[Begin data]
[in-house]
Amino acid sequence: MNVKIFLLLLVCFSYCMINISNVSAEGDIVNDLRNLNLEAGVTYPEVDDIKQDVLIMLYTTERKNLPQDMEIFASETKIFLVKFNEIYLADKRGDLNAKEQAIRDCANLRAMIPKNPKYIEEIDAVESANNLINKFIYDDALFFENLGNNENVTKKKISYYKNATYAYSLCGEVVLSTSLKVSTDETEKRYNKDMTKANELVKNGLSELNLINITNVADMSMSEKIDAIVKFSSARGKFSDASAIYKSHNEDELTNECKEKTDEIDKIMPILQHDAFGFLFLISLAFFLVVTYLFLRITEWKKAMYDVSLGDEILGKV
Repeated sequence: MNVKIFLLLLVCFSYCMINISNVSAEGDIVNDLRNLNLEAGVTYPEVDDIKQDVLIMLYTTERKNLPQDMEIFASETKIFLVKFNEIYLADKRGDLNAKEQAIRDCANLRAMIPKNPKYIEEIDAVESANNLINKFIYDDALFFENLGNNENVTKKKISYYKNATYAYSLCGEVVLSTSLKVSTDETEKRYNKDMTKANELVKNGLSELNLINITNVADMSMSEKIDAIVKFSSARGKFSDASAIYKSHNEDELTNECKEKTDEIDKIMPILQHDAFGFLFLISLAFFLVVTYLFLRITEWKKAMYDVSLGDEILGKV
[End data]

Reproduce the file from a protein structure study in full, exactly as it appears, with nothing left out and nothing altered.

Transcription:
[in-house]
Amino acid sequence: MNVKIFLLLLVCFSYCMINISNVSAEGDIVNDLRNLNLEAGVTYPEVDDIKQDVLIMLYTTERKNLPQDMEIFASETKIFLVKFNEIYLADKRGDLNAKEQAIRDCANLRAMIPKNPKYIEEIDAVESANNLINKFIYDDALFFENLGNNENVTKKKISYYKNATYAYSLCGEVVLSTSLKVSTDETEKRYNKDMTKANELVKNGLSELNLINITNVADMSMSEKIDAIVKFSSARGKFSDASAIYKSHNEDELTNECKEKTDEIDKIMPILQHDAFGFLFLISLAFFLVVTYLFLRITEWKKAMYDVSLGDEILGKV
Repeated sequence: MNVKIFLLLLVCFSYCMINISNVSAEGDIVNDLRNLNLEAGVTYPEVDDIKQDVLIMLYTTERKNLPQDMEIFASETKIFLVKFNEIYLADKRGDLNAKEQAIRDCANLRAMIPKNPKYIEEIDAVESANNLINKFIYDDALFFENLGNNENVTKKKISYYKNATYAYSLCGEVVLSTSLKVSTDETEKRYNKDMTKANELVKNGLSELNLINITNVADMSMSEKIDAIVKFSSARGKFSDASAIYKSHNEDELTNECKEKTDEIDKIMPILQHDAFGFLFLISLAFFLVVTYLFLRITEWKKAMYDVSLGDEILGKV